Our CTO (Luke Cole) previously worked for Hemisphere GPS (orginally called BEELINE, and now bought out by AgJunction) as a "Robotics Engineer" implementing auto-guidance solutions for various quadbikes and agriculture tractors that was used by 100's of vehicles around the world.
For 10 years, starting as a teenager in 1998 - Luke Cole has also worked for leading research institutes and companies such as NICTA (now called CSIRO Data61), CSIRO, Seeing Machines and ANU Robotics System Lab (lead by Alex Zelinsky, who received a rare prestigious AO award in 2017 and was Defence Scientist of Australia from 2012 for 6 years). Luke's work included various autonomous mobile robot projects, involving computer vision, and even a self-driving car early 2000's. Back then OpenCV and ROS didn't exist, so we did a "roll-your-own" called VisLib and DROS comprised of 364,578 lines of code.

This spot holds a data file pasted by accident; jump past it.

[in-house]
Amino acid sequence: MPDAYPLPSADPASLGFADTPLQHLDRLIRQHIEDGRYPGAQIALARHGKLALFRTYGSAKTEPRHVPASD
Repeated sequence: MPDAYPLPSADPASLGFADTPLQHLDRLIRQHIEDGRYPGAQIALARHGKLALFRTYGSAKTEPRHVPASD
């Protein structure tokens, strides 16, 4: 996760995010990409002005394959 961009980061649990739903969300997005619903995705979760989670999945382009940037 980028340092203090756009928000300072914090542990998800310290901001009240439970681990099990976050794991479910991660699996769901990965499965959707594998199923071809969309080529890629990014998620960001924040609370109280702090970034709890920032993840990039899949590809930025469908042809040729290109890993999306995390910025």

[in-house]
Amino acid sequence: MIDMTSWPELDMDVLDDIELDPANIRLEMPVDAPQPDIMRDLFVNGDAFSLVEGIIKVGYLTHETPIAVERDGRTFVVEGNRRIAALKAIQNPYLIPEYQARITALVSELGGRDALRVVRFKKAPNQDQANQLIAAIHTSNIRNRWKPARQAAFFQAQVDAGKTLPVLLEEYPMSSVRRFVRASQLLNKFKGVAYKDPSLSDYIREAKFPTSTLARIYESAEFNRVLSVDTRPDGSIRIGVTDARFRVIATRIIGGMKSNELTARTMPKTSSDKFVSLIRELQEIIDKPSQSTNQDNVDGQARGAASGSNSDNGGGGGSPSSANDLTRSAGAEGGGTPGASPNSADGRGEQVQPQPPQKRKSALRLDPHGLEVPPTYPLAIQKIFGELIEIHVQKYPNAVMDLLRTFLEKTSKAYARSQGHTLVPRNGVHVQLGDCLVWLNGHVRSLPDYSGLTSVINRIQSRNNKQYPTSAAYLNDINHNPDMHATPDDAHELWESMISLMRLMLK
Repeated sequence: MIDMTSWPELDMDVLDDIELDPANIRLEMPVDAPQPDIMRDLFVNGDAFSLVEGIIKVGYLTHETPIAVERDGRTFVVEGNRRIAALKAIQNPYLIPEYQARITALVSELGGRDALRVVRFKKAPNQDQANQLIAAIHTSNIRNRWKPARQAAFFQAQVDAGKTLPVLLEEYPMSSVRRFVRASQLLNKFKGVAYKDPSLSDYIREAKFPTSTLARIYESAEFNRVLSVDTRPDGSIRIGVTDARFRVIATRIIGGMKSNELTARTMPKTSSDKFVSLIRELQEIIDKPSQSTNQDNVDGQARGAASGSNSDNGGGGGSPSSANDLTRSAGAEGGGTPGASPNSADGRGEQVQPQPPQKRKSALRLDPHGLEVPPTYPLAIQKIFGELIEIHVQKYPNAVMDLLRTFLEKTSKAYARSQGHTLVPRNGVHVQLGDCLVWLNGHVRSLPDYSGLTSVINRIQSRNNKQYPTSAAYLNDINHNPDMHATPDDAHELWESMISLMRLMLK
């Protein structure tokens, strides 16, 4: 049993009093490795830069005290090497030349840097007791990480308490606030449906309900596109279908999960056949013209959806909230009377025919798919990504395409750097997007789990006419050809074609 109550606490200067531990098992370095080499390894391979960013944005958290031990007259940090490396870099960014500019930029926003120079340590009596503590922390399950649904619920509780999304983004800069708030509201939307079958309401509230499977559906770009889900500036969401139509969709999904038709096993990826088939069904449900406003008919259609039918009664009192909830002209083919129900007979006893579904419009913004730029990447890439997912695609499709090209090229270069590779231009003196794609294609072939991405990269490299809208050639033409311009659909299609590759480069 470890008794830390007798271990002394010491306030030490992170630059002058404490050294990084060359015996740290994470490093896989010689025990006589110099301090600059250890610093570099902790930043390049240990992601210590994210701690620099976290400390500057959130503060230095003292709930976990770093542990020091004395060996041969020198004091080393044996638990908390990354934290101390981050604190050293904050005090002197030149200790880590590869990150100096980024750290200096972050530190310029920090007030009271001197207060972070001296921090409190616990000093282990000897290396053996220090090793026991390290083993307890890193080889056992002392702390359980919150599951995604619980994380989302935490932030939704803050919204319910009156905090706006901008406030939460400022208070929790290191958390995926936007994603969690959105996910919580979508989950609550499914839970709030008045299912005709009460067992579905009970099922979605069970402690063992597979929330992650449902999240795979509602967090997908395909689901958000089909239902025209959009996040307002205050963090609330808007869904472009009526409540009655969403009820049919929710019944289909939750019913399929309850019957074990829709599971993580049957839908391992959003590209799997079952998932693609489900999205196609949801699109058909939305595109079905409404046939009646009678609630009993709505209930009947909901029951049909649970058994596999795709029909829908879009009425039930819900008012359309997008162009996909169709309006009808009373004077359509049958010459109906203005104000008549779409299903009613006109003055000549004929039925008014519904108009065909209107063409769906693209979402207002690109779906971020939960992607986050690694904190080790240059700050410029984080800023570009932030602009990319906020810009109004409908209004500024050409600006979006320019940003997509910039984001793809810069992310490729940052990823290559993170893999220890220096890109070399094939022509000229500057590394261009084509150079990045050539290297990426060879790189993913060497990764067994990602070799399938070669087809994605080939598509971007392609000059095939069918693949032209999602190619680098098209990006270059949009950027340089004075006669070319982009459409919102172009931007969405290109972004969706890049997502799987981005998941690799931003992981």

Lance Cole has also worked at NICTA and has a background of various hardware development, such as working for a contract company to the US millary (EOS), building the Common Remotely Operated Weapon Station (CROWS).
Blackbutt is a town in the South Burnett region of Queensland, Australia. The town is located on the D'Aguilar Highway, in the Nanango Shire Local Government Area, 166 kilometres north west of the state capital, Brisbane. At the 2001 census, Blackbutt had a population of 558.
European settlement in the Blackbutt area began in 1842, when the Scott family established Taromeo station. In 1887, the Scott family ceded land to found both Blackbutt and its neighbouring town of Benarkin. Blackbutt is named for the Blackbutt trees (Eucalyptus pilularis) native to the area. Farms were established in the area and the discovery of gold in the area in the late 1800s lead to population growth in the town. Blackbutt was connected to the Brisbane Valley rail line in 1905. The line was closed in the 1980s and is now a popular rail trail.
Situated at the top of the Blackbutt range, you will find an almost perfect low-humidity climate of crisp winters and cool summers. As you ascend the range you immediately smell the pine and a tingle in the wind. The air is clearer and you breathe easier, you have left the pollution below and are now 474 metres above sea level.
Blackbutt is a popular spot for campers, bush-walkers, backpackers, astronomers, 4WD enthusiasts and artists, families who want a day trip that is different.